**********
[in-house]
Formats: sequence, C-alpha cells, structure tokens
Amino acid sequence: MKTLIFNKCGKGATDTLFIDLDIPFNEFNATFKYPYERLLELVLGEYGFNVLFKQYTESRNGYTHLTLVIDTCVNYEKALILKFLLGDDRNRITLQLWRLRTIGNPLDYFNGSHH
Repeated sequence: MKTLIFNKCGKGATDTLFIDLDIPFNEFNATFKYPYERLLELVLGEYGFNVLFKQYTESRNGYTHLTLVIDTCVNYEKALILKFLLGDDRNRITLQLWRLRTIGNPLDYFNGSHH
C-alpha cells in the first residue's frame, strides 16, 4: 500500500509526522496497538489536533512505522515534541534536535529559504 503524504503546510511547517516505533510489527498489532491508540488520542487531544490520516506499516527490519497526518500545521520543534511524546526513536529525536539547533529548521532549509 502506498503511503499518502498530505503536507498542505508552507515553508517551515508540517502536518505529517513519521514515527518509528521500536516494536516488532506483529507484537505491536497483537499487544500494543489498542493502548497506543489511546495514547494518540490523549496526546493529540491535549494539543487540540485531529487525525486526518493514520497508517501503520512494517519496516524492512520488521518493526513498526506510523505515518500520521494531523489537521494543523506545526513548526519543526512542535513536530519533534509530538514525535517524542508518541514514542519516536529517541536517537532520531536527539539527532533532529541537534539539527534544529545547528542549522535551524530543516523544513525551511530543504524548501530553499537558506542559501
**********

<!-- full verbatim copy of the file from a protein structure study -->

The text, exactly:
[in-house]
Formats: sequence, C-alpha cells, structure tokens
Amino acid sequence: MKTLIFNKCGKGATDTLFIDLDIPFNEFNATFKYPYERLLELVLGEYGFNVLFKQYTESRNGYTHLTLVIDTCVNYEKALILKFLLGDDRNRITLQLWRLRTIGNPLDYFNGSHH
Repeated sequence: MKTLIFNKCGKGATDTLFIDLDIPFNEFNATFKYPYERLLELVLGEYGFNVLFKQYTESRNGYTHLTLVIDTCVNYEKALILKFLLGDDRNRITLQLWRLRTIGNPLDYFNGSHH
C-alpha cells in the first residue's frame, strides 16, 4: 500500500509526522496497538489536533512505522515534541534536535529559504 503524504503546510511547517516505533510489527498489532491508540488520542487531544490520516506499516527490519497526518500545521520543534511524546526513536529525536539547533529548521532549509 502506498503511503499518502498530505503536507498542505508552507515553508517551515508540517502536518505529517513519521514515527518509528521500536516494536516488532506483529507484537505491536497483537499487544500494543489498542493502548497506543489511546495514547494518540490523549496526546493529540491535549494539543487540540485531529487525525486526518493514520497508517501503520512494517519496516524492512520488521518493526513498526506510523505515518500520521494531523489537521494543523506545526513548526519543526512542535513536530519533534509530538514525535517524542508518541514514542519516536529517541536517537532520531536527539539527532533532529541537534539539527534544529545547528542549522535551524530543516523544513525551511530543504524548501530553499537558506542559501